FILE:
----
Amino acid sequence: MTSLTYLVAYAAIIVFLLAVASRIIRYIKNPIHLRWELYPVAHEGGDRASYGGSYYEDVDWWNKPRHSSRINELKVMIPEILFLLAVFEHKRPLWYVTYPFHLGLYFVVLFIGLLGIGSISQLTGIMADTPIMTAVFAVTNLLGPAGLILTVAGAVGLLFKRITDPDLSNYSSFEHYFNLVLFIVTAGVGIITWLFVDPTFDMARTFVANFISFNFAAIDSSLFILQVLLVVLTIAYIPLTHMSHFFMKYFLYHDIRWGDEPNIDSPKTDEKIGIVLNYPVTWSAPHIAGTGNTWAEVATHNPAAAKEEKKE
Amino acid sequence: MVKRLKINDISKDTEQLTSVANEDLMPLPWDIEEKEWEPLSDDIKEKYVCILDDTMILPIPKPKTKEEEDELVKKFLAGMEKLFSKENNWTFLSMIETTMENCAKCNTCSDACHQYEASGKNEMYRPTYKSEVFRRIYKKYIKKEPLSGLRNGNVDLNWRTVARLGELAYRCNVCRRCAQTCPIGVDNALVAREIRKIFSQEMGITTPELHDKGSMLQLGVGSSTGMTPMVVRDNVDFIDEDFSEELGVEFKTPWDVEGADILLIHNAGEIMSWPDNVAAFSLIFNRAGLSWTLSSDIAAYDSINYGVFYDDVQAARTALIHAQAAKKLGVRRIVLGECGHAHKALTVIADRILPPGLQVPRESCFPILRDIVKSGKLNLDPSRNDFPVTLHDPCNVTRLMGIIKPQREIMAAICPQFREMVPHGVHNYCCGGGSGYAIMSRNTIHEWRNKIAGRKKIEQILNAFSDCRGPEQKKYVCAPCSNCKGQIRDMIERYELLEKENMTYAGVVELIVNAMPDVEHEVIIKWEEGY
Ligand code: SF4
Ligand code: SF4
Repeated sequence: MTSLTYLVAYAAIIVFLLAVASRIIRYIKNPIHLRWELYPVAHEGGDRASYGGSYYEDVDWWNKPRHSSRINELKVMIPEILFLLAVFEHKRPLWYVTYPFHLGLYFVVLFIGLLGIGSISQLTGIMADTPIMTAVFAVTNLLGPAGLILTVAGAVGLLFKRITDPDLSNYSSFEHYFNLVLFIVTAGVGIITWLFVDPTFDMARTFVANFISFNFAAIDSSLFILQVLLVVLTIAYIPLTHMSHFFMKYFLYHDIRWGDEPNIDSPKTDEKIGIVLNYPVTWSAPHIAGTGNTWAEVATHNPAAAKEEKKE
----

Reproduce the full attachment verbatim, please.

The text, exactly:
Amino acid sequence: MTSLTYLVAYAAIIVFLLAVASRIIRYIKNPIHLRWELYPVAHEGGDRASYGGSYYEDVDWWNKPRHSSRINELKVMIPEILFLLAVFEHKRPLWYVTYPFHLGLYFVVLFIGLLGIGSISQLTGIMADTPIMTAVFAVTNLLGPAGLILTVAGAVGLLFKRITDPDLSNYSSFEHYFNLVLFIVTAGVGIITWLFVDPTFDMARTFVANFISFNFAAIDSSLFILQVLLVVLTIAYIPLTHMSHFFMKYFLYHDIRWGDEPNIDSPKTDEKIGIVLNYPVTWSAPHIAGTGNTWAEVATHNPAAAKEEKKE
Amino acid sequence: MVKRLKINDISKDTEQLTSVANEDLMPLPWDIEEKEWEPLSDDIKEKYVCILDDTMILPIPKPKTKEEEDELVKKFLAGMEKLFSKENNWTFLSMIETTMENCAKCNTCSDACHQYEASGKNEMYRPTYKSEVFRRIYKKYIKKEPLSGLRNGNVDLNWRTVARLGELAYRCNVCRRCAQTCPIGVDNALVAREIRKIFSQEMGITTPELHDKGSMLQLGVGSSTGMTPMVVRDNVDFIDEDFSEELGVEFKTPWDVEGADILLIHNAGEIMSWPDNVAAFSLIFNRAGLSWTLSSDIAAYDSINYGVFYDDVQAARTALIHAQAAKKLGVRRIVLGECGHAHKALTVIADRILPPGLQVPRESCFPILRDIVKSGKLNLDPSRNDFPVTLHDPCNVTRLMGIIKPQREIMAAICPQFREMVPHGVHNYCCGGGSGYAIMSRNTIHEWRNKIAGRKKIEQILNAFSDCRGPEQKKYVCAPCSNCKGQIRDMIERYELLEKENMTYAGVVELIVNAMPDVEHEVIIKWEEGY
Ligand code: SF4
Ligand code: SF4
Repeated sequence: MTSLTYLVAYAAIIVFLLAVASRIIRYIKNPIHLRWELYPVAHEGGDRASYGGSYYEDVDWWNKPRHSSRINELKVMIPEILFLLAVFEHKRPLWYVTYPFHLGLYFVVLFIGLLGIGSISQLTGIMADTPIMTAVFAVTNLLGPAGLILTVAGAVGLLFKRITDPDLSNYSSFEHYFNLVLFIVTAGVGIITWLFVDPTFDMARTFVANFISFNFAAIDSSLFILQVLLVVLTIAYIPLTHMSHFFMKYFLYHDIRWGDEPNIDSPKTDEKIGIVLNYPVTWSAPHIAGTGNTWAEVATHNPAAAKEEKKE